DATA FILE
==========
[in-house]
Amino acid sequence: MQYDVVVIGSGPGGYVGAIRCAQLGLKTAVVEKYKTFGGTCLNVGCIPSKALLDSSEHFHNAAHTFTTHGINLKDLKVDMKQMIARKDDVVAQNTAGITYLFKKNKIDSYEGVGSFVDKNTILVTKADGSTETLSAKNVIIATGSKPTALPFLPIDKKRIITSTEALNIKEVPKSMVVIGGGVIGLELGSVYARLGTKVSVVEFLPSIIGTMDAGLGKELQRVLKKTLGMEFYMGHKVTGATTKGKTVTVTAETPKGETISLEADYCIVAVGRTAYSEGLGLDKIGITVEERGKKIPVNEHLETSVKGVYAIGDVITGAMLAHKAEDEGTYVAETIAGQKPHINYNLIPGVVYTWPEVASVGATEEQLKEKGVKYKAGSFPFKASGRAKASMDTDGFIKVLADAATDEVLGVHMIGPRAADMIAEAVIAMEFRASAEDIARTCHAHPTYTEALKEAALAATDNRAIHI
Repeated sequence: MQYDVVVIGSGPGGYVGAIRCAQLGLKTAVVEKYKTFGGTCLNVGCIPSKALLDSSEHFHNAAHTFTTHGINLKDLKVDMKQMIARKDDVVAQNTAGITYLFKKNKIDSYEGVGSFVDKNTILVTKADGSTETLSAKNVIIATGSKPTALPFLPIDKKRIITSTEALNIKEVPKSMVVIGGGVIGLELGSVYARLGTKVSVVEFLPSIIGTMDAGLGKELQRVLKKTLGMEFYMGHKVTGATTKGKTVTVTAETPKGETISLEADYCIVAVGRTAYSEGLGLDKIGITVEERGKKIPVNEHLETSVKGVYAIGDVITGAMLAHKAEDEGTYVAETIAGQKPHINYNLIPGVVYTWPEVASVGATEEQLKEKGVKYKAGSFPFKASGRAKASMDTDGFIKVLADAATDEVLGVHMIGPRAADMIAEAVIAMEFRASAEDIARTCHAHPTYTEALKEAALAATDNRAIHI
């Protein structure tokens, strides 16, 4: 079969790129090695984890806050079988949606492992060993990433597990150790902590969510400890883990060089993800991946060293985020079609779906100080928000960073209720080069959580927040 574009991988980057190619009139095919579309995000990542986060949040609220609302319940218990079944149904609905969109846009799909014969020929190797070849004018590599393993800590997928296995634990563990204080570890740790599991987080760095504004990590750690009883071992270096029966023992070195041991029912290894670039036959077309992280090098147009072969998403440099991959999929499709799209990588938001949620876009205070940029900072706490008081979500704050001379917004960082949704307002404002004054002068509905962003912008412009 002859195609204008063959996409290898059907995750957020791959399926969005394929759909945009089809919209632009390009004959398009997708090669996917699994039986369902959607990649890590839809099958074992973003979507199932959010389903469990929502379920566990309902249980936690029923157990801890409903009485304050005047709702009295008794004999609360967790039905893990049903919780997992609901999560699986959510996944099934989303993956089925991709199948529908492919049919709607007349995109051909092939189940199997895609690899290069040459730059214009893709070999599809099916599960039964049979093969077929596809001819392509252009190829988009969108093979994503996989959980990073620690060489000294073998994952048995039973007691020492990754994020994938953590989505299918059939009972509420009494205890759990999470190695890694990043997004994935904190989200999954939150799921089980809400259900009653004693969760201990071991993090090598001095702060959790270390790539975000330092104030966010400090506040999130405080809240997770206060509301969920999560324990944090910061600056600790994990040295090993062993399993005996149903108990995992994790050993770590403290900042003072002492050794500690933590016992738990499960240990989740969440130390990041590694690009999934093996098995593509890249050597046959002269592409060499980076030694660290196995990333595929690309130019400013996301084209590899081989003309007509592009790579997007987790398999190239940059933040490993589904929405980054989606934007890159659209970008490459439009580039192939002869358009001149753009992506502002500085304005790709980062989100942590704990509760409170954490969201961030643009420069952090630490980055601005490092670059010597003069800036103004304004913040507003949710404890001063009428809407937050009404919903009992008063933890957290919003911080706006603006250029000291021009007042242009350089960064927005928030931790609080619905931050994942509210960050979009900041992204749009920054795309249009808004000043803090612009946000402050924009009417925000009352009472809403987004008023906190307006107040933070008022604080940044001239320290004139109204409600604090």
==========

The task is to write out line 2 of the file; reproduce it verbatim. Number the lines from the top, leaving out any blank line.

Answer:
Amino acid sequence: MQYDVVVIGSGPGGYVGAIRCAQLGLKTAVVEKYKTFGGTCLNVGCIPSKALLDSSEHFHNAAHTFTTHGINLKDLKVDMKQMIARKDDVVAQNTAGITYLFKKNKIDSYEGVGSFVDKNTILVTKADGSTETLSAKNVIIATGSKPTALPFLPIDKKRIITSTEALNIKEVPKSMVVIGGGVIGLELGSVYARLGTKVSVVEFLPSIIGTMDAGLGKELQRVLKKTLGMEFYMGHKVTGATTKGKTVTVTAETPKGETISLEADYCIVAVGRTAYSEGLGLDKIGITVEERGKKIPVNEHLETSVKGVYAIGDVITGAMLAHKAEDEGTYVAETIAGQKPHINYNLIPGVVYTWPEVASVGATEEQLKEKGVKYKAGSFPFKASGRAKASMDTDGFIKVLADAATDEVLGVHMIGPRAADMIAEAVIAMEFRASAEDIARTCHAHPTYTEALKEAALAATDNRAIHI